Andreas Gursky’s photographic vision is extraordinarily precise. Every image—whether of a Rhine landscape, rave dance floor, or factory interior—unfolds to reveal an intrinsic organizing principle. Teasing an eccentric geometry out of each of his subjects, Gursky reorders the world according to his own visual logic, accumulating myriad tiny details to offer a sense of harmonic coherence. There is a documentary impulse behind Gursky’s work, one inherited from his German forebears—August Sander, the early 20th-century encyclopedic chronicler of occupational typologies, and his own professors, Bernd and Hilla Becher, who systematically record architectural relics of the industrial age. Gursky’s subject matter is late-capitalist society and the systems of exchange that organize it, and his practice is equally totalizing and taxonomic. His pictures may be described as modern-day versions of classical history painting in that they reproduce the collective mythologies that fuel contemporary culture: travel and leisure (sporting events, clubs, airports, hotel interiors, art galleries), finance (stock exchanges, sites of commerce), material production (factories, production lines), and information (libraries, book pages, data). Large in scale and brilliantly lit, Gursky’s color photographs emulate the physicality of oil on canvas.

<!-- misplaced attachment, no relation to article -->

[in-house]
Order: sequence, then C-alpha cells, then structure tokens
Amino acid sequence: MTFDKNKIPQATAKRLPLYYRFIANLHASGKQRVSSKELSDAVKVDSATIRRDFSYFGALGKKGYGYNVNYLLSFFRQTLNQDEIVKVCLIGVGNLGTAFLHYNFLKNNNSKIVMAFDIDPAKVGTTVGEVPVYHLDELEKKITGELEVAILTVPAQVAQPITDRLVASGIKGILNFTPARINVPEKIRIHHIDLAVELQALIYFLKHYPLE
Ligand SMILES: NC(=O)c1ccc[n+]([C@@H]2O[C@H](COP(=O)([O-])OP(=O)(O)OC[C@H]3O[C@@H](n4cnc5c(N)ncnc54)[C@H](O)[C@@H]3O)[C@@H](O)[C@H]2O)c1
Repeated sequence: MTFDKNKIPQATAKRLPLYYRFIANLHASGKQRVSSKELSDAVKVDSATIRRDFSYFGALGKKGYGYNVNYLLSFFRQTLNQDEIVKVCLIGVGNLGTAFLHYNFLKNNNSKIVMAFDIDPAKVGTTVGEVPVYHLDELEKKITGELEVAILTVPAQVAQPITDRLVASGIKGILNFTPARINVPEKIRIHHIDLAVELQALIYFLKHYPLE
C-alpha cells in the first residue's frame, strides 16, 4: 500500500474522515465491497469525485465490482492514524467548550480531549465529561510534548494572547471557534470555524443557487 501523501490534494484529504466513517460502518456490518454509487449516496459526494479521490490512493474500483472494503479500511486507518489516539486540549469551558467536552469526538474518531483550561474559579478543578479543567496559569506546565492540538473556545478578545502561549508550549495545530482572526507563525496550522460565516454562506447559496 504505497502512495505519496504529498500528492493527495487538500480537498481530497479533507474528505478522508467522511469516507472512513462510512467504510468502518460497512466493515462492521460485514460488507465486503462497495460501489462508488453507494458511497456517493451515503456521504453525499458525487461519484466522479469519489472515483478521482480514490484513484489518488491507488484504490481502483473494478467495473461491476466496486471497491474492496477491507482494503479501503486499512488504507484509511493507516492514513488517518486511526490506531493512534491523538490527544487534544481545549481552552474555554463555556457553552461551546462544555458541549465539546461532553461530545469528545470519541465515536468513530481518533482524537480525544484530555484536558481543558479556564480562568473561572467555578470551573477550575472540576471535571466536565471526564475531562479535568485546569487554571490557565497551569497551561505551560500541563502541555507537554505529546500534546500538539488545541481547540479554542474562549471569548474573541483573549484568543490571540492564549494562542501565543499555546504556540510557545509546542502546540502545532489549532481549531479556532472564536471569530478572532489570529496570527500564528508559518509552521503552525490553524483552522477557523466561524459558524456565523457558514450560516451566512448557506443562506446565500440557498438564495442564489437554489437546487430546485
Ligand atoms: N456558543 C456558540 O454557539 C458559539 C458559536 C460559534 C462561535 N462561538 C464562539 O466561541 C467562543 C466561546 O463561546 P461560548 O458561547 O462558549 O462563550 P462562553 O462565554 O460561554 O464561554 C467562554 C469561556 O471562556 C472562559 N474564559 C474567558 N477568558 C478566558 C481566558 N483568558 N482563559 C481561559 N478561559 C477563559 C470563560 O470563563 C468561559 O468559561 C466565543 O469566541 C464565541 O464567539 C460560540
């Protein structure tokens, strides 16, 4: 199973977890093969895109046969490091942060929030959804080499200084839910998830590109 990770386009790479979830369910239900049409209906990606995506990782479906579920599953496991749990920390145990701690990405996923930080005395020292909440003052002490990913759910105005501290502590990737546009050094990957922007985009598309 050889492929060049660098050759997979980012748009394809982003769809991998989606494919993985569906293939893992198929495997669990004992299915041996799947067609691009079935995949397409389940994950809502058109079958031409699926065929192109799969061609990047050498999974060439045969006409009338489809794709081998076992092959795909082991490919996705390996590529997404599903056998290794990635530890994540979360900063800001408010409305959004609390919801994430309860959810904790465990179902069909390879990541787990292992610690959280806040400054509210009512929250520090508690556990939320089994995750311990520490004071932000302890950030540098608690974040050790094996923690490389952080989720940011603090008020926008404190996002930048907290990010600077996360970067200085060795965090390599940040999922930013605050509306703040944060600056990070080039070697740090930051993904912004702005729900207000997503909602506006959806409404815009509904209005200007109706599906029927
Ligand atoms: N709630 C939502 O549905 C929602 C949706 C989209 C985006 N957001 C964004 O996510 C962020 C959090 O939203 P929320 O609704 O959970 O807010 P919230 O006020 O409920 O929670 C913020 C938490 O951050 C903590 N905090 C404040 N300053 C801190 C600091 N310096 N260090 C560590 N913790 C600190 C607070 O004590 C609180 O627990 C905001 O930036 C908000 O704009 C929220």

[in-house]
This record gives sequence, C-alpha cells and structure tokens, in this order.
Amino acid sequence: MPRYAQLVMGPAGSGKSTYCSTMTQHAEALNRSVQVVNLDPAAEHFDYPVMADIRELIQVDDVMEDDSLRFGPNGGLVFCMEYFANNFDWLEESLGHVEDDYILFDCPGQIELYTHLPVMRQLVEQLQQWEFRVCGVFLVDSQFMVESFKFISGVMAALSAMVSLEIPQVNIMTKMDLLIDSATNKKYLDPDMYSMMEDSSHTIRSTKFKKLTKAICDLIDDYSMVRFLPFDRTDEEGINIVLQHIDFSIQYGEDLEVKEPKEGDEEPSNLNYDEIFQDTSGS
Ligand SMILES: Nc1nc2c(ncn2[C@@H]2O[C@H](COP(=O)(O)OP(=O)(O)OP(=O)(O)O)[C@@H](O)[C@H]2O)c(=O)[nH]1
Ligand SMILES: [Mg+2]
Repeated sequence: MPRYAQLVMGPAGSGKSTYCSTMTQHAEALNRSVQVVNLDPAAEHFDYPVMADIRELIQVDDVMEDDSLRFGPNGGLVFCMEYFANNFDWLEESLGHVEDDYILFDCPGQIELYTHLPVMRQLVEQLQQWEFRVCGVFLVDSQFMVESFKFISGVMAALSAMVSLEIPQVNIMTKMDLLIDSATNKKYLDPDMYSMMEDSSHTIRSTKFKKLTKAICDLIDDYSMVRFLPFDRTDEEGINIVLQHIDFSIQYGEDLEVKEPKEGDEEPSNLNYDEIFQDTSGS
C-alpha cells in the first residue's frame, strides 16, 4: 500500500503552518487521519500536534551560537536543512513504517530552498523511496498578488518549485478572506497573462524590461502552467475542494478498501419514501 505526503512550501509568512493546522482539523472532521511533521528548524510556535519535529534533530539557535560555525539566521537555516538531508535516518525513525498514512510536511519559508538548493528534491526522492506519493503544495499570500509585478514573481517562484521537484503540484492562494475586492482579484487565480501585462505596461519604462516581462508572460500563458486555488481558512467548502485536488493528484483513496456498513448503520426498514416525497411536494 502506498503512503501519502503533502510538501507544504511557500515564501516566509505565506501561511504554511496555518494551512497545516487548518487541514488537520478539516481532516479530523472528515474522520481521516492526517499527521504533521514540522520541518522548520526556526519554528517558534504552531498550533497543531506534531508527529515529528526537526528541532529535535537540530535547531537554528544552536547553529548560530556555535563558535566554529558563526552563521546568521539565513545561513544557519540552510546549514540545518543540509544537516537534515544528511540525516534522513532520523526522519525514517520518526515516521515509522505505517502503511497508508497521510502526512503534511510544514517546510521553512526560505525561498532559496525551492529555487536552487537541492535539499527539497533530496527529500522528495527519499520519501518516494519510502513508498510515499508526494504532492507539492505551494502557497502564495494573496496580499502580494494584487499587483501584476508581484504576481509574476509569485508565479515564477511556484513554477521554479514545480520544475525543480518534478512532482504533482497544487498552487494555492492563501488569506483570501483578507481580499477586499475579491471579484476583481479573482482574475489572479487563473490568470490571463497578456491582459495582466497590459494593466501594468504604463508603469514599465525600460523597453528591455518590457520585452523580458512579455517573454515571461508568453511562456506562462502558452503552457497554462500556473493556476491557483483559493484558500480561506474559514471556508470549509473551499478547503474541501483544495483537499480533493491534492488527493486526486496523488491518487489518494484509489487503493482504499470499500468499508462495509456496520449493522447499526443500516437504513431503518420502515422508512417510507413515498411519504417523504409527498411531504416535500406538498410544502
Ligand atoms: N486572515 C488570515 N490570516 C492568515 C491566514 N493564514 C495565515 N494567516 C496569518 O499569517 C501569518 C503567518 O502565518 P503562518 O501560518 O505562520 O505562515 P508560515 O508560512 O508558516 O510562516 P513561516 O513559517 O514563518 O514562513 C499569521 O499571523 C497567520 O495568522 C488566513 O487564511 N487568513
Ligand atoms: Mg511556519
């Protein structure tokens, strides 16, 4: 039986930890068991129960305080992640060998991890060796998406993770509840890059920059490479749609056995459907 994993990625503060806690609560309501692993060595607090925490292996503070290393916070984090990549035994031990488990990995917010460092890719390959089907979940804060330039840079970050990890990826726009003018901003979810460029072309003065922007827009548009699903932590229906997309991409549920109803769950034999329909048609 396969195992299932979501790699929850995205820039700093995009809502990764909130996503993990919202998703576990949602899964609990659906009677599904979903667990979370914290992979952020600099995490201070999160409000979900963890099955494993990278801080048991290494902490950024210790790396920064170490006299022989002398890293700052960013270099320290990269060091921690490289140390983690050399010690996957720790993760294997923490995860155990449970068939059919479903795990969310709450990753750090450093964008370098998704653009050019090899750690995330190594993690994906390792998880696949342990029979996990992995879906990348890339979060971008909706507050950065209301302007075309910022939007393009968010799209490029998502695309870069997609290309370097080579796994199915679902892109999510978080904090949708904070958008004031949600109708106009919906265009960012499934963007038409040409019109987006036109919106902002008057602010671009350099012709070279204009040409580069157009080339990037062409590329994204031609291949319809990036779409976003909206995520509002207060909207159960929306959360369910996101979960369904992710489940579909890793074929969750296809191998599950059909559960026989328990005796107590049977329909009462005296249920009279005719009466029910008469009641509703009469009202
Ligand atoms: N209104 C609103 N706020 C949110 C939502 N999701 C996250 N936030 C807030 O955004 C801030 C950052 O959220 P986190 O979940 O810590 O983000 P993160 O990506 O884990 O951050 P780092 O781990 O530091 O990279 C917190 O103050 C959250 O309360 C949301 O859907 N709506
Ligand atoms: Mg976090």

Despite the traditions he invokes both formally and conceptually, Gursky has no pretense to objectivity. He digitally manipulates his images—combining discrete views of the same subject, deleting extraneous details, enhancing colors—to create a kind of “assisted realism.” The traders on the floor of the Singapore stock exchange, in Gursky’s version, all wear the same shade of red, yellow, or blue jacket. And his epic view of the Stockholm public library, a perfect hemisphere of color-coded books, omits the actual floor, which, in reality, includes an escalator that would have marred the symmetrical beauty of the image. According to art historian Norman Bryson, the critical paradox of Gursky’s photography lies in its dual commitment to objectively observing the social strata at work in the world and to aestheticizing empirical reality, an impulse that almost sabotages the science of his project. In this dialectic, the artist provocatively undermines photography’s claims for “truth,” offering, instead, as Bryson suggests, an inquiry into the subjective dimensions of all representations of the social.